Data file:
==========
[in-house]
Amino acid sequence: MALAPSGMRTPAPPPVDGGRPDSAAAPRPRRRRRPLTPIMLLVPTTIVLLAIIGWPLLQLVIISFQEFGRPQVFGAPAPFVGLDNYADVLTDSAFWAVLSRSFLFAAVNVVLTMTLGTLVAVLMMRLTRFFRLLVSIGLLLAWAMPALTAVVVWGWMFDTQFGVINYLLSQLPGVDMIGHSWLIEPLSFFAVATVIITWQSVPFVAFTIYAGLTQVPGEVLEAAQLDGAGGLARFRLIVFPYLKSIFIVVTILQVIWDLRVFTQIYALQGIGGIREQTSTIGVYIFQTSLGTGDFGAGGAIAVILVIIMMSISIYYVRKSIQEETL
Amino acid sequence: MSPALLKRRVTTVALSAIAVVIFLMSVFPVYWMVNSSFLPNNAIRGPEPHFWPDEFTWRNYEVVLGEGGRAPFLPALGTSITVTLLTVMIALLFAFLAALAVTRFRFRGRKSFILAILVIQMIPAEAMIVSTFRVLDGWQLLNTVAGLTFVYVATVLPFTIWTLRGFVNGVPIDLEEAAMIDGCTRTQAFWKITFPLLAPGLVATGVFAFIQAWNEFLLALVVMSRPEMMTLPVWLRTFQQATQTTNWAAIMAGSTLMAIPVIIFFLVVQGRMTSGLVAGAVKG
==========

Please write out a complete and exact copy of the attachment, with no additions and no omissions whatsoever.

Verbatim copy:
[in-house]
Amino acid sequence: MALAPSGMRTPAPPPVDGGRPDSAAAPRPRRRRRPLTPIMLLVPTTIVLLAIIGWPLLQLVIISFQEFGRPQVFGAPAPFVGLDNYADVLTDSAFWAVLSRSFLFAAVNVVLTMTLGTLVAVLMMRLTRFFRLLVSIGLLLAWAMPALTAVVVWGWMFDTQFGVINYLLSQLPGVDMIGHSWLIEPLSFFAVATVIITWQSVPFVAFTIYAGLTQVPGEVLEAAQLDGAGGLARFRLIVFPYLKSIFIVVTILQVIWDLRVFTQIYALQGIGGIREQTSTIGVYIFQTSLGTGDFGAGGAIAVILVIIMMSISIYYVRKSIQEETL
Amino acid sequence: MSPALLKRRVTTVALSAIAVVIFLMSVFPVYWMVNSSFLPNNAIRGPEPHFWPDEFTWRNYEVVLGEGGRAPFLPALGTSITVTLLTVMIALLFAFLAALAVTRFRFRGRKSFILAILVIQMIPAEAMIVSTFRVLDGWQLLNTVAGLTFVYVATVLPFTIWTLRGFVNGVPIDLEEAAMIDGCTRTQAFWKITFPLLAPGLVATGVFAFIQAWNEFLLALVVMSRPEMMTLPVWLRTFQQATQTTNWAAIMAGSTLMAIPVIIFFLVVQGRMTSGLVAGAVKG